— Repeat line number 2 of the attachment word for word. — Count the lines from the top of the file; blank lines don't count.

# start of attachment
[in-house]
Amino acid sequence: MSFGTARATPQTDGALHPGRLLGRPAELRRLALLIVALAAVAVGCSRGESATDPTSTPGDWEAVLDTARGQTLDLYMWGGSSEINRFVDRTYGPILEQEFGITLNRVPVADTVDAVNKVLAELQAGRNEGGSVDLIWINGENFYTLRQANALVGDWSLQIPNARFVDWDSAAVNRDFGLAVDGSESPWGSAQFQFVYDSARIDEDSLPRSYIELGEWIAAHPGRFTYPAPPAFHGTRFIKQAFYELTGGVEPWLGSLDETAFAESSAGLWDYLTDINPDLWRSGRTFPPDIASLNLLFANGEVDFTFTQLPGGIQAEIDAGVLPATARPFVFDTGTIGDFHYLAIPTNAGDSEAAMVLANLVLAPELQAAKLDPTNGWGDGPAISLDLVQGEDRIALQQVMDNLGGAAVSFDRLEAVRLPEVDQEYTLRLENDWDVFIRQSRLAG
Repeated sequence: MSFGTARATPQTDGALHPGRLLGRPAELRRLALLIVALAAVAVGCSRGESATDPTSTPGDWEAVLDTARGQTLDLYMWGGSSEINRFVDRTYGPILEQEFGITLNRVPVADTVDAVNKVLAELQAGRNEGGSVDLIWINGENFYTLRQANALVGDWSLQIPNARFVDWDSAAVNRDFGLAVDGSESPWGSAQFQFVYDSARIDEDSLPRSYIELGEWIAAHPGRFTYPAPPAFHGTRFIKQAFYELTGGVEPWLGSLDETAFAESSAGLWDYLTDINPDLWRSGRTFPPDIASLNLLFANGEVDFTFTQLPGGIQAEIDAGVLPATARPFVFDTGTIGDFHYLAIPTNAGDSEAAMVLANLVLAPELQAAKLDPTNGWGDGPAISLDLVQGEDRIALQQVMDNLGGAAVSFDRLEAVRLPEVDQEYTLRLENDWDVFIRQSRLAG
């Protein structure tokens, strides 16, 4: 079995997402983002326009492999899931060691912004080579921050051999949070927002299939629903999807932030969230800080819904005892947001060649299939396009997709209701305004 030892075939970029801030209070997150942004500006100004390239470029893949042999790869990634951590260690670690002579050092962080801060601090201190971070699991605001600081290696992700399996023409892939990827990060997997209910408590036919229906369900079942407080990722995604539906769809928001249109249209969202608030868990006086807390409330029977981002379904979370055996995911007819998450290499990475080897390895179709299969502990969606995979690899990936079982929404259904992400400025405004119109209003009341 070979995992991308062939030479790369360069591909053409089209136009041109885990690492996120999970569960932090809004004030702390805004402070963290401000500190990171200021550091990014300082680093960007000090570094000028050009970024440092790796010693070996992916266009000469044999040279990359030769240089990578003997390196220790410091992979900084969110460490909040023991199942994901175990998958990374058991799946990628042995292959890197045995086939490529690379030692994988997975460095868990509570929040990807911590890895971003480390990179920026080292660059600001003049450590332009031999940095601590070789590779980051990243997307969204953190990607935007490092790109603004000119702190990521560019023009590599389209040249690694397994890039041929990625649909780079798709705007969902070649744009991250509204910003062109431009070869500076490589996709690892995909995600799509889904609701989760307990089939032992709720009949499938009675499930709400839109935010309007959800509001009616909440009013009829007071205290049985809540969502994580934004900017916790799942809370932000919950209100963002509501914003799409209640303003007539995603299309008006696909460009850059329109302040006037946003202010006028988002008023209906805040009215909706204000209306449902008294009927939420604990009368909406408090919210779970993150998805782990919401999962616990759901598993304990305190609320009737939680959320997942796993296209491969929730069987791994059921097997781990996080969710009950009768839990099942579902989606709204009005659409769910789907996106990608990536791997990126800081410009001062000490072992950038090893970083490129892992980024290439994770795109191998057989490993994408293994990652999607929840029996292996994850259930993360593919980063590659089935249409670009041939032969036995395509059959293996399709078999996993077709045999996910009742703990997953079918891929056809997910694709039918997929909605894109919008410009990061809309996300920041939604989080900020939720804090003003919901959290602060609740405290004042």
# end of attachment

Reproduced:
Amino acid sequence: MSFGTARATPQTDGALHPGRLLGRPAELRRLALLIVALAAVAVGCSRGESATDPTSTPGDWEAVLDTARGQTLDLYMWGGSSEINRFVDRTYGPILEQEFGITLNRVPVADTVDAVNKVLAELQAGRNEGGSVDLIWINGENFYTLRQANALVGDWSLQIPNARFVDWDSAAVNRDFGLAVDGSESPWGSAQFQFVYDSARIDEDSLPRSYIELGEWIAAHPGRFTYPAPPAFHGTRFIKQAFYELTGGVEPWLGSLDETAFAESSAGLWDYLTDINPDLWRSGRTFPPDIASLNLLFANGEVDFTFTQLPGGIQAEIDAGVLPATARPFVFDTGTIGDFHYLAIPTNAGDSEAAMVLANLVLAPELQAAKLDPTNGWGDGPAISLDLVQGEDRIALQQVMDNLGGAAVSFDRLEAVRLPEVDQEYTLRLENDWDVFIRQSRLAG